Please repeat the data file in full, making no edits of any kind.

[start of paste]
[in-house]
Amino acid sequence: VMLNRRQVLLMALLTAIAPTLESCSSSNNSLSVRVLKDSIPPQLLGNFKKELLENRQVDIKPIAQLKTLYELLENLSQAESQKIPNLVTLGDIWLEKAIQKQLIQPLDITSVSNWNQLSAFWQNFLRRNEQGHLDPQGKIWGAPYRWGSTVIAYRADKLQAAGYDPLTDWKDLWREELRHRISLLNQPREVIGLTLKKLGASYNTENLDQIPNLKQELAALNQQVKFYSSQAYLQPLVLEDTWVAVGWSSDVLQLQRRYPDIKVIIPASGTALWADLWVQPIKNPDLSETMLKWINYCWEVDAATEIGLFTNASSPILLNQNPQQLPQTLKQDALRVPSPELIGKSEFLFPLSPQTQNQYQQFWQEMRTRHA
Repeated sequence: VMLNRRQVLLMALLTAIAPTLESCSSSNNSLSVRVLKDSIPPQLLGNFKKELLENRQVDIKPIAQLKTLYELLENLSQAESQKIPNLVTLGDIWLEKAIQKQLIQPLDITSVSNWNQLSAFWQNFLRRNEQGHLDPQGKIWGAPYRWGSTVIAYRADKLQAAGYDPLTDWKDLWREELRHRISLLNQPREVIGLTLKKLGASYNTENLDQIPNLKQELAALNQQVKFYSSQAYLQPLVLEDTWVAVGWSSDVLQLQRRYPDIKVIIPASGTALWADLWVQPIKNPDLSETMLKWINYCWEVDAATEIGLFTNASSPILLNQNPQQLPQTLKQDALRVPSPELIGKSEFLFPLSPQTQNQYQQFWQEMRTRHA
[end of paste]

[in-house]
Amino acid sequence: VMLNRRQVLLMALLTAIAPTLESCSSSNNSLSVRVLKDSIPPQLLGNFKKELLENRQVDIKPIAQLKTLYELLENLSQAESQKIPNLVTLGDIWLEKAIQKQLIQPLDITSVSNWNQLSAFWQNFLRRNEQGHLDPQGKIWGAPYRWGSTVIAYRADKLQAAGYDPLTDWKDLWREELRHRISLLNQPREVIGLTLKKLGASYNTENLDQIPNLKQELAALNQQVKFYSSQAYLQPLVLEDTWVAVGWSSDVLQLQRRYPDIKVIIPASGTALWADLWVQPIKNPDLSETMLKWINYCWEVDAATEIGLFTNASSPILLNQNPQQLPQTLKQDALRVPSPELIGKSEFLFPLSPQTQNQYQQFWQEMRTRHA
Repeated sequence: VMLNRRQVLLMALLTAIAPTLESCSSSNNSLSVRVLKDSIPPQLLGNFKKELLENRQVDIKPIAQLKTLYELLENLSQAESQKIPNLVTLGDIWLEKAIQKQLIQPLDITSVSNWNQLSAFWQNFLRRNEQGHLDPQGKIWGAPYRWGSTVIAYRADKLQAAGYDPLTDWKDLWREELRHRISLLNQPREVIGLTLKKLGASYNTENLDQIPNLKQELAALNQQVKFYSSQAYLQPLVLEDTWVAVGWSSDVLQLQRRYPDIKVIIPASGTALWADLWVQPIKNPDLSETMLKWINYCWEVDAATEIGLFTNASSPILLNQNPQQLPQTLKQDALRVPSPELIGKSEFLFPLSPQTQNQYQQFWQEMRTRHA